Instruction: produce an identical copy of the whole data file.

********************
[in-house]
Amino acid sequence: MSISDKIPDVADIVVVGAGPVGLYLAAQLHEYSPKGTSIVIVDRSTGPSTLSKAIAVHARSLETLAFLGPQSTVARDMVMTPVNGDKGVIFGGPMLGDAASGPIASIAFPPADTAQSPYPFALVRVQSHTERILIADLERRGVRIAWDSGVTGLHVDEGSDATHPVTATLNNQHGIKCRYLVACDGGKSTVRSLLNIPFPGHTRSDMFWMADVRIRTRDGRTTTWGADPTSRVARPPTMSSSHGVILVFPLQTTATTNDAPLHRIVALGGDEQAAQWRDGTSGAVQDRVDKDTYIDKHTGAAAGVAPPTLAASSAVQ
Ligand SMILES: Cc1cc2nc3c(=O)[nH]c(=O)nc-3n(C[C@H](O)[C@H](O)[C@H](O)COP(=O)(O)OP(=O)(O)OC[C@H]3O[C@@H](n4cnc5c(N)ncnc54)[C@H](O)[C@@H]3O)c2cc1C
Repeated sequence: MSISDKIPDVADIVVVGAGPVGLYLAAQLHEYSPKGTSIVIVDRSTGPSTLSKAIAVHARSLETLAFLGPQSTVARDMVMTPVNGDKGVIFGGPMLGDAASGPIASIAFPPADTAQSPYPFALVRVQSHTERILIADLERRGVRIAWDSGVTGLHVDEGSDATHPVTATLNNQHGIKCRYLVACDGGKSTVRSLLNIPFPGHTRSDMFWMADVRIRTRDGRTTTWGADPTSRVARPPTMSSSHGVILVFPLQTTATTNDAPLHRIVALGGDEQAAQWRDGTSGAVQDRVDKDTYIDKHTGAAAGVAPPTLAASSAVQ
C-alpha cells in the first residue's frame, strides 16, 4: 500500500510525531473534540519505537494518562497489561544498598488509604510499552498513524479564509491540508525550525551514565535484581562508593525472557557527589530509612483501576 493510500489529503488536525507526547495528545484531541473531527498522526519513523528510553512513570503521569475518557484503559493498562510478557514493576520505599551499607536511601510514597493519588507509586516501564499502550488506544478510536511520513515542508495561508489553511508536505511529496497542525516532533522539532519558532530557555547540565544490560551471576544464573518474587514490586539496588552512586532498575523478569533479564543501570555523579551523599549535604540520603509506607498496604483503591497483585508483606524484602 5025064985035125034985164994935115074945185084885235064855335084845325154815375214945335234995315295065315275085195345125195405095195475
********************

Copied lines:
[in-house]
Amino acid sequence: MSISDKIPDVADIVVVGAGPVGLYLAAQLHEYSPKGTSIVIVDRSTGPSTLSKAIAVHARSLETLAFLGPQSTVARDMVMTPVNGDKGVIFGGPMLGDAASGPIASIAFPPADTAQSPYPFALVRVQSHTERILIADLERRGVRIAWDSGVTGLHVDEGSDATHPVTATLNNQHGIKCRYLVACDGGKSTVRSLLNIPFPGHTRSDMFWMADVRIRTRDGRTTTWGADPTSRVARPPTMSSSHGVILVFPLQTTATTNDAPLHRIVALGGDEQAAQWRDGTSGAVQDRVDKDTYIDKHTGAAAGVAPPTLAASSAVQ
Ligand SMILES: Cc1cc2nc3c(=O)[nH]c(=O)nc-3n(C[C@H](O)[C@H](O)[C@H](O)COP(=O)(O)OP(=O)(O)OC[C@H]3O[C@@H](n4cnc5c(N)ncnc54)[C@H](O)[C@@H]3O)c2cc1C
Repeated sequence: MSISDKIPDVADIVVVGAGPVGLYLAAQLHEYSPKGTSIVIVDRSTGPSTLSKAIAVHARSLETLAFLGPQSTVARDMVMTPVNGDKGVIFGGPMLGDAASGPIASIAFPPADTAQSPYPFALVRVQSHTERILIADLERRGVRIAWDSGVTGLHVDEGSDATHPVTATLNNQHGIKCRYLVACDGGKSTVRSLLNIPFPGHTRSDMFWMADVRIRTRDGRTTTWGADPTSRVARPPTMSSSHGVILVFPLQTTATTNDAPLHRIVALGGDEQAAQWRDGTSGAVQDRVDKDTYIDKHTGAAAGVAPPTLAASSAVQ
C-alpha cells in the first residue's frame, strides 16, 4: 500500500510525531473534540519505537494518562497489561544498598488509604510499552498513524479564509491540508525550525551514565535484581562508593525472557557527589530509612483501576 493510500489529503488536525507526547495528545484531541473531527498522526519513523528510553512513570503521569475518557484503559493498562510478557514493576520505599551499607536511601510514597493519588507509586516501564499502550488506544478510536511520513515542508495561508489553511508536505511529496497542525516532533522539532519558532530557555547540565544490560551471576544464573518474587514490586539496588552512586532498575523478569533479564543501570555523579551523599549535604540520603509506607498496604483503591497483585508483606524484602 5025064985035125034985164994935115074945185084885235064855335084845325154815375214945335234995315295065315275085195345125195405095195475